My interview with Natalie Elphicke and Keith House, who are doing a government review of councils contribution to house building is out in Inside Housing today:
Keith House and Natalie Elphicke have been tasked with finding out how councils can get more homes built with no extra borrowing. Here, Jess McCabe tries to find out if they have the golden touch
Pinning down Natalie Elphicke and the aptly named Keith House is hard. The process of securing their time has been akin to arranging an interview with a particularly flighty celebrity diva.
The pair are in high demand – they are in the middle of carrying out a government review on how local authorities could be contributing to housing supply, and the recommendations are likely to make waves at a time when councils are only just starting to build homes again for the first time since the 1980s.
Inside Housing first tries to tempt Ms Elphicke, a housing finance lawyer who chairs the housing working party of the right-wing think tank Centre for Social Justice, and Mr House, Liberal Democrat council leader in Eastleigh, with an offer of lunch. This is swiftly rebutted by an assistant who states that they ‘categorically oppose’ the idea. Eventually, after a flurry of emails bouncing back and forth, a date and time is agreed upon at their office.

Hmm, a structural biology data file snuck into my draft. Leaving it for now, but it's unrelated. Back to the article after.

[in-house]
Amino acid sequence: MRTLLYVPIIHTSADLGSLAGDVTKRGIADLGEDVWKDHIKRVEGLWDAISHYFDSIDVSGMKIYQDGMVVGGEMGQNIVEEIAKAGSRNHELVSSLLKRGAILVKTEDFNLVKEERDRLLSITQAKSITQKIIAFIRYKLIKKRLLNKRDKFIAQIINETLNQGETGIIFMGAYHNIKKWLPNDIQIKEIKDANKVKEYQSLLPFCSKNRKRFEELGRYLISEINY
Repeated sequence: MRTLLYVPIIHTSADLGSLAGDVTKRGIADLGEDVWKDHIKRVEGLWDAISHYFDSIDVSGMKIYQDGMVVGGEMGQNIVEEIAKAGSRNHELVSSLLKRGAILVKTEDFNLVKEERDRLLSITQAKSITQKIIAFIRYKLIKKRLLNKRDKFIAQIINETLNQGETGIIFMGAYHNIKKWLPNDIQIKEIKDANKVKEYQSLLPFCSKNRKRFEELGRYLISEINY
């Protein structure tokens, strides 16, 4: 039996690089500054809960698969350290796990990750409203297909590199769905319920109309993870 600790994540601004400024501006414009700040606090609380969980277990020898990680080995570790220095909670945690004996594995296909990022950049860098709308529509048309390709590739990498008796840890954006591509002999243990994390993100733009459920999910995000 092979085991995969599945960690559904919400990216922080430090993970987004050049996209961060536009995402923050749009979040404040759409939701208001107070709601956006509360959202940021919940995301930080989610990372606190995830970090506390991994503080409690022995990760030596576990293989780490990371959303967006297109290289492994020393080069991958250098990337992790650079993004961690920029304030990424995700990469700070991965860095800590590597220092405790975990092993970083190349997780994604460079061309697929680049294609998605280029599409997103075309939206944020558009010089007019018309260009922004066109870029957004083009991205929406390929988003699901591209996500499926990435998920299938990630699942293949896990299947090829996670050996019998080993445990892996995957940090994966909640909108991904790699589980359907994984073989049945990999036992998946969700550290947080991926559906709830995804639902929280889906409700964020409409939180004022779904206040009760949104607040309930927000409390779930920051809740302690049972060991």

As a result, Inside Housing is on tenterhooks by the time we make our way to a slightly grotty meeting room in Eland House, the headquarters of the Communities and Local Government department, hidden behind the building site that is the £4 billion regeneration of Victoria.
When Ms Elphicke – compact and expensively besuited – and Mr House – tall and enthusiastic – eventually sweep into the room, they are 20 minutes late. But they are laughing and in good spirits. Which is positive, because we’re keen for any glimmer of a clue about what might come out of what promises to be an influential review.
Will Ms Elphicke and Mr House let anything slip? Or will it be as tricky to squeeze any information out of them as it was to get them in the room?
Give us a clue
The review, announced in January, sets out to ‘consider the role that all councils can play in contributing to overall house building’.